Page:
Don’t go looking for a phone number — they’re literally too hip for that hop. Facebook or Instagram gets their attention. Stay tuned for some outrageous First Nations Hip Hop wall murals on the building as it is being developed into an art hub by its new (unnamed) owner.

ArrowSoul Trading Post
101-A Camino de la Placita
Hours 11 a.m.-7 p.m., closed Mondays
Facebook + Instagram
By Sam Joseph

Michael Gorman Gallery

Michael Gorman continues his famous uncle R.C. Gorman’s tradition of a Native American-owned fine art gallery, now located in the heart of Taos Plaza, just a mile or so east of R.C.’s original Ledoux Street gallery, established in 1968.

On the website, Michael proudly details the Gorman artists — from his great-great-grandfather Navajo silversmith; to his grandfather Carl N. Gorman, WWII Navajo Code Talker and artist; through to R.C. Gorman, The Picasso of American Indian Art; his sculptor mother Zonnie; and now to Michael Gorman himself, who works primarily in ceramics and photography, but also paints, silversmiths, woodworks and draws.

By Sam Joseph

“I grew up on the Res,” he says, but he also has Irish, English and French bloodlines. “Four relatives came over on the Mayflower. The Gallery is a celebration of the creative spirit.”

“I focus on telling that story,” Michael says of the Gorman family art tradition and the other artists he shows, and knows personally — Nicki Marx, Ron Striegel and Trujillo Y Fuentes. “It’s all about the art and celebration of those things that inspire us. I’m an artist first.”

By Sam Joseph

His exhibit, titled “Rebels Revisited,” is a retrospective running through winter that highlights Carl and R.C. Gorman’s works, an exhibit with “a lot of freedom to explore what each one wanted,” running from the 1950s through the 90s.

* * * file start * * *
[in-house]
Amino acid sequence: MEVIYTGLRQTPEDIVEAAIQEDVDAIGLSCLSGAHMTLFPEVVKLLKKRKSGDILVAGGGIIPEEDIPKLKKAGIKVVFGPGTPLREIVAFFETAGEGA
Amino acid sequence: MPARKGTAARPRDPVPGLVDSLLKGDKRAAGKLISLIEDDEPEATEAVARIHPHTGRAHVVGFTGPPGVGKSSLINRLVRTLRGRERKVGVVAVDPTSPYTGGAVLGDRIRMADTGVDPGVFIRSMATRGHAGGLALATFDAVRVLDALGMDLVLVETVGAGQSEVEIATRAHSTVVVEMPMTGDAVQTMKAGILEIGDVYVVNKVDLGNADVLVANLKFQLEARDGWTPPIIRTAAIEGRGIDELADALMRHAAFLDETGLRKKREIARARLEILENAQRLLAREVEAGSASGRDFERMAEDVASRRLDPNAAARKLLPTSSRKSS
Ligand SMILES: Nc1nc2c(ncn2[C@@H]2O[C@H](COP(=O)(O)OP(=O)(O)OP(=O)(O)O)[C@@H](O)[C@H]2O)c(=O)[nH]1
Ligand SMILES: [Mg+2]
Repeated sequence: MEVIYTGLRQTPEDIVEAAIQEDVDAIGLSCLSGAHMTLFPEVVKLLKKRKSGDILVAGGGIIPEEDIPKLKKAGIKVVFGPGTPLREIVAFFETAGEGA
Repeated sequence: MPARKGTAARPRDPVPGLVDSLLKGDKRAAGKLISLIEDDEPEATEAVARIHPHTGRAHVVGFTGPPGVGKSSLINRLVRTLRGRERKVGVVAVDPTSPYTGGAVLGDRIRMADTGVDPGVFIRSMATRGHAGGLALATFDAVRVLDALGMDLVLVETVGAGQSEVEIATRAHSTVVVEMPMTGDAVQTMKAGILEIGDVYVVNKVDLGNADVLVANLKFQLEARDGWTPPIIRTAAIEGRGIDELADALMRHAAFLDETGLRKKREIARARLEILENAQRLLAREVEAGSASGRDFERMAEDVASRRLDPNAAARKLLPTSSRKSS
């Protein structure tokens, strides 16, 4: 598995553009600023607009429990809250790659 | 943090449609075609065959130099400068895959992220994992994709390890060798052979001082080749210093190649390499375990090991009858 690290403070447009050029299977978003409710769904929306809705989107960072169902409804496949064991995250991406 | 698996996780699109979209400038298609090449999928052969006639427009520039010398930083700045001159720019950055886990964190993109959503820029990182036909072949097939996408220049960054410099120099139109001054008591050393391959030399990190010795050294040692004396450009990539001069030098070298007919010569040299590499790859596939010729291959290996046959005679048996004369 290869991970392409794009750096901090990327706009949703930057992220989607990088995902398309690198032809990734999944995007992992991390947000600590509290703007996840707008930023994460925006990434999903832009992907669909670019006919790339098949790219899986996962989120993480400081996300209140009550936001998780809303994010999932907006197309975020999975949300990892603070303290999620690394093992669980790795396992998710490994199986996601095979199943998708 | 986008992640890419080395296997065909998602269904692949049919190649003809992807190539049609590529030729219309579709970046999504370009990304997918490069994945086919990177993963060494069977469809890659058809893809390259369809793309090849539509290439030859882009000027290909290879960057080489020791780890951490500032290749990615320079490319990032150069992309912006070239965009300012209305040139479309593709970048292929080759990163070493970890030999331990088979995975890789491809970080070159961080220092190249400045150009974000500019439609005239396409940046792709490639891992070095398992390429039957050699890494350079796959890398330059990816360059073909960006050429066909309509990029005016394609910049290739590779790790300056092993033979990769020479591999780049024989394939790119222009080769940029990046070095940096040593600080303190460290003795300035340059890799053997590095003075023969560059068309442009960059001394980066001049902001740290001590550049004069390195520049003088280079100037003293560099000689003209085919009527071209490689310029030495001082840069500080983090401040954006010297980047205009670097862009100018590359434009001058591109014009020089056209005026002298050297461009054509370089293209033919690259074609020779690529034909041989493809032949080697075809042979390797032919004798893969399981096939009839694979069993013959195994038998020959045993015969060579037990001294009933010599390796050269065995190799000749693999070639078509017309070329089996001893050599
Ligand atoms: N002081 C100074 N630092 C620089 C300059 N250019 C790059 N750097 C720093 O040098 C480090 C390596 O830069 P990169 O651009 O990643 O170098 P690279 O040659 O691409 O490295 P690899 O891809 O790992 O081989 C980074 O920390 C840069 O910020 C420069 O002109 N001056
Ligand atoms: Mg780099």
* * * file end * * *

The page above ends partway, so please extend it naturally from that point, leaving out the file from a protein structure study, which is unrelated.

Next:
Though Michael’s not always personally in the gallery, he will make appointments for just about any time.

Michael Gorman Gallery
103 East Plaza, Suite B, Taos
By Sam Joseph

Lyle’s Creations

Just a few yards south of Gorman’s gallery is Lyle’s Creations, on the southeast corner of Taos Plaza, specifically known as McCarthy Plaza. Taos Pueblo artist Lyle Wright opened this gallery in January 2022 and has been busy getting the work of Taos Pueblo artists and artisans out during the challenging Pueblo Covid closures.

Wright said many Pueblo artists left the arts and took conventional jobs to make ends meet. Some galleries also closed, leaving other Pueblo artists to find new places for their work.

By Sam Joseph

Using his formula for the Taos Pueblo Fine Arts showcase at the Stables Art Gallery he created last year, besides his handmade jewelry, he combines newer Pueblo artists with Taos Pueblo stars, such as Jonathan Warm Day Coming, Patricia Michaels, Sonny Spruce, George Lujan, Frank Rain Leaf, Matthew Martinez, Fred Lujan Jr., John Archuleta and Bison Star. He is also expanding representation to Native artists from surrounding areas of Northern New Mexico.

“People come here for Native American jewelry and crafts,” Wright said last fall. “We’re doing so well because [customers] are looking around for handmade stuff.”

By Sam Joseph

Both fine art and folk art are represented at Lyle’s Creations — he makes no distinctions as some do. “To me, art is art,” he says and he hopes more Taos Pueblo-owned galleries will locate to Taos Plaza. He’s getting good traffic, he says, because folks love the handmade heartfelt Pueblo vibe.”

Lyle’s Creations
100 South Plaza, Unit B, Taos Plaza